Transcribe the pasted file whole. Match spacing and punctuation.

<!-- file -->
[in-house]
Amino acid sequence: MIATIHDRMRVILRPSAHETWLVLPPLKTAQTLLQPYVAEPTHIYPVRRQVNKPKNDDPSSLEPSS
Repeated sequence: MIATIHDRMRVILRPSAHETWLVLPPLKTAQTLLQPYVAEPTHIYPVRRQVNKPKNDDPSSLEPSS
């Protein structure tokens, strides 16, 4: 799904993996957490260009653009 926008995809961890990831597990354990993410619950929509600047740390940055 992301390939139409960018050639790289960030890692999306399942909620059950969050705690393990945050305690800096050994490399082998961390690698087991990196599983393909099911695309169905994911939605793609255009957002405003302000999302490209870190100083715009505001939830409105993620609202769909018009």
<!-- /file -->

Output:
[in-house]
Amino acid sequence: MIATIHDRMRVILRPSAHETWLVLPPLKTAQTLLQPYVAEPTHIYPVRRQVNKPKNDDPSSLEPSS
Repeated sequence: MIATIHDRMRVILRPSAHETWLVLPPLKTAQTLLQPYVAEPTHIYPVRRQVNKPKNDDPSSLEPSS
């Protein structure tokens, strides 16, 4: 799904993996957490260009653009 926008995809961890990831597990354990993410619950929509600047740390940055 992301390939139409960018050639790289960030890692999306399942909620059950969050705690393990945050305690800096050994490399082998961390690698087991990196599983393909099911695309169905994911939605793609255009957002405003302000999302490209870190100083715009505001939830409105993620609202769909018009």